Editorial: A message from Kansas

The message from Kansas last Tuesday was clear: By a wide margin, voters in this deep-red state acted to protect abortion rights from the whims of conservative lawmakers.

It’s a message that needs to be heard in Congress, especially the Senate, where legislation to preserve abortion rights across the country has garnered only minimal bipartisan support.

On the ballot in Kansas was a referendum that would have changed the state constitution to say it did not contain abortion rights and did not require government funding for the procedure. It would also have granted the state legislature the power to pass laws regarding abortion.

The measure failed decisively: 59-41% according to unofficial results. The result raises hopes that another constitutional anti-abortion measure in Kentucky will fail in November, while measures to protect abortion rights in Vermont and California may succeed. Last session, New York lawmakers — who had already codified abortion rights into state law — began the long process of cementing the protection in the state constitution; that change could pass voters in 2023.

Kansas’ vote tally isn’t too far off from that of the country as a whole: 61% of Americans say abortion should be legal in most or all cases, according to various polls tracked by the Pew Research Center . It should also be noted that the question is unclear along party lines. While more Democrats and fewer Republicans support abortion rights — 80% versus 38%, respectively — Republican views are more split. While the most conservative GOP voters oppose abortion rights (72%), a majority of those who consider themselves moderate Republicans favor it (60%).

All of this should inform U.S. senators as this chamber weighs legislation to codify abortion rights protections in Roe v. Wade, the 1973 ruling that the current six conservative Supreme Court justices overturned in June. A bipartisan compromise proposed by the Democratic Sens. Tim Kaine of Virginia and Kyrsten Sinema of Arizona, and the Republican Sens. Maine’s Susan Collins and Alaska’s Lisa Murkowski would prevent state legislatures in most cases from infringing on abortion rights before fetal viability, which is about 24 years old. weeks. This would allow for state restrictions after that, except in cases where the mother’s life is in danger. The bill would also protect people’s access to contraception.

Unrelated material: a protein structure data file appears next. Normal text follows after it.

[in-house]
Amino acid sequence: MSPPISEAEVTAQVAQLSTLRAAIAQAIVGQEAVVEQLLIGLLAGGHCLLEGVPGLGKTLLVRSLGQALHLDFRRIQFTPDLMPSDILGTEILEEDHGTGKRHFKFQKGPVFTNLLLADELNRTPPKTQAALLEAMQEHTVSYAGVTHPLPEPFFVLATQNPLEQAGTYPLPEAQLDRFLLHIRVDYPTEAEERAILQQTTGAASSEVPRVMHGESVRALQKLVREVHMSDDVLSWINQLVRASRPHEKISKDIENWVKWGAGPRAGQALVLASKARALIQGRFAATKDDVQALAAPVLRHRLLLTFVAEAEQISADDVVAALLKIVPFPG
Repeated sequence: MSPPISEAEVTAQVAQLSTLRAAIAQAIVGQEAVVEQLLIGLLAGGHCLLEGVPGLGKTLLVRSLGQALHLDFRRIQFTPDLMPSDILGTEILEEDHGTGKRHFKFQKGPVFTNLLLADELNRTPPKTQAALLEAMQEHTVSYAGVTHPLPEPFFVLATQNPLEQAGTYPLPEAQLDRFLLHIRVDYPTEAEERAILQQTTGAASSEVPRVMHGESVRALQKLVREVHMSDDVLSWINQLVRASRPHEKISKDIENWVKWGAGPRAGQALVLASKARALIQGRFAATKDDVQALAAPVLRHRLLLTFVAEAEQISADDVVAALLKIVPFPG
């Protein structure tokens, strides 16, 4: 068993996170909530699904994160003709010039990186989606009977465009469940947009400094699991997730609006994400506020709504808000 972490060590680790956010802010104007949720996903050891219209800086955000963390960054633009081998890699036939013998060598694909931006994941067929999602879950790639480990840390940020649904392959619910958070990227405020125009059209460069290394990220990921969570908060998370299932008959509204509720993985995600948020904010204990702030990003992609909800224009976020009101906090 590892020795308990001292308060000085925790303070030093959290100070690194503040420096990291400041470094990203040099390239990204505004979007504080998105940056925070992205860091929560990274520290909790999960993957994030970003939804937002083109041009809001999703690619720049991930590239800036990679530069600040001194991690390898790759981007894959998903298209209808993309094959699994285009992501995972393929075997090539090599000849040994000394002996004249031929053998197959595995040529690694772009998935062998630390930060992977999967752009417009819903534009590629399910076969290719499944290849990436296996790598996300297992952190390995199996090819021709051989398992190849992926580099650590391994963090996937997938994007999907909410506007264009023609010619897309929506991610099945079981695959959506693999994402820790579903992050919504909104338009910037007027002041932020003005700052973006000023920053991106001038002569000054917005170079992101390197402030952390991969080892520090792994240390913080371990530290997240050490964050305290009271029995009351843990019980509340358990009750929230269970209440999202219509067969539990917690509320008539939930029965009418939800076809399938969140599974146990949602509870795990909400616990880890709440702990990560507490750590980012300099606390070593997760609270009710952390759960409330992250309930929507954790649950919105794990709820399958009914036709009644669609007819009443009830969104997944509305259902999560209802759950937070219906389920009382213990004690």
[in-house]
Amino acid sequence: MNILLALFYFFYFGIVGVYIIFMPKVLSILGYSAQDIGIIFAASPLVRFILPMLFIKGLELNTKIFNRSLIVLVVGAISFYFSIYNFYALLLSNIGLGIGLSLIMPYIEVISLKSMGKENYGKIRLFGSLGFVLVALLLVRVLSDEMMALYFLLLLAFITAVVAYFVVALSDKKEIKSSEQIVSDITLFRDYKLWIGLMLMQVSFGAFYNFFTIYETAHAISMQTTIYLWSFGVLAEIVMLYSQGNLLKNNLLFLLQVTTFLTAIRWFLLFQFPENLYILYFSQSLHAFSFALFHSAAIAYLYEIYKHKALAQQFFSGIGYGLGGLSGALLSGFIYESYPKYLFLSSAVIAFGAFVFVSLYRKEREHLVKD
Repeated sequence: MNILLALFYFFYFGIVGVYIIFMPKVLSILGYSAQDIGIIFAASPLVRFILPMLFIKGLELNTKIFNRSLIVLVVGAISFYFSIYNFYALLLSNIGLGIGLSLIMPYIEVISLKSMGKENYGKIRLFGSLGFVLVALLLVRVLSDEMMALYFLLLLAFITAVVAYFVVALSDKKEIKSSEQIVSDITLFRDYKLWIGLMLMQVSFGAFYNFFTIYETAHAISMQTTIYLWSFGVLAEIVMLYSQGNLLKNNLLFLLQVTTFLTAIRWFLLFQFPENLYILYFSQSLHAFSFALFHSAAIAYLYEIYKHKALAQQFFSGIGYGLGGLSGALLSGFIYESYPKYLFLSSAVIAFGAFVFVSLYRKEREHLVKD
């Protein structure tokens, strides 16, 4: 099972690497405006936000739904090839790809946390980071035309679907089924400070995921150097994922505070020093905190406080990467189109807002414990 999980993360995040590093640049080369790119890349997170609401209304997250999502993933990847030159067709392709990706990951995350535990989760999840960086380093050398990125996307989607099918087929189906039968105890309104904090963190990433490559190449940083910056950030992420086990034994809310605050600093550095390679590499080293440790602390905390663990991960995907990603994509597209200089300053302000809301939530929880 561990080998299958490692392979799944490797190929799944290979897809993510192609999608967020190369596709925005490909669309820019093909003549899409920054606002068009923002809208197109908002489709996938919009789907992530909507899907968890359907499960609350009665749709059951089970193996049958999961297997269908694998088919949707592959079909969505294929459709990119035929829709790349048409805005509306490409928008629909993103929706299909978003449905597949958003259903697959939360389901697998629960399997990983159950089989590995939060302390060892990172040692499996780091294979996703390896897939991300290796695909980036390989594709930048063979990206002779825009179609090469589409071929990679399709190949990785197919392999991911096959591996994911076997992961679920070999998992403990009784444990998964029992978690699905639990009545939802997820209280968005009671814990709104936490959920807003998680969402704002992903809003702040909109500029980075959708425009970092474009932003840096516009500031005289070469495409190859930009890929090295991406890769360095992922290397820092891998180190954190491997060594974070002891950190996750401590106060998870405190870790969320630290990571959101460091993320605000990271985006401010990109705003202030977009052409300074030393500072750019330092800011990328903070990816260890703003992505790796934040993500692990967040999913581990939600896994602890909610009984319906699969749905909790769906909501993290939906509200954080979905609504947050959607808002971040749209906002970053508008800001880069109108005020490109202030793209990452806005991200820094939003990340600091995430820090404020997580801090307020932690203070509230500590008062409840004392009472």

The bill isn’t as broad as some Democrats and abortion rights activists would like, and in a Senate split 50-50 between Democrats and Republicans, even this compromise was not expected to pass the 60-vote threshold. to break a buccaneer.

But what happened in Kansas should be a wake-up call for senators, even those from red states. It’s an issue that has clearly spurred people on enough to get them to the polls to defend what most people regard as an essential part of women’s health care and a constitutional right for almost half a century. century. Politicians can heed that call or risk what Kansas is warning could be the consequences of ignoring it in November.

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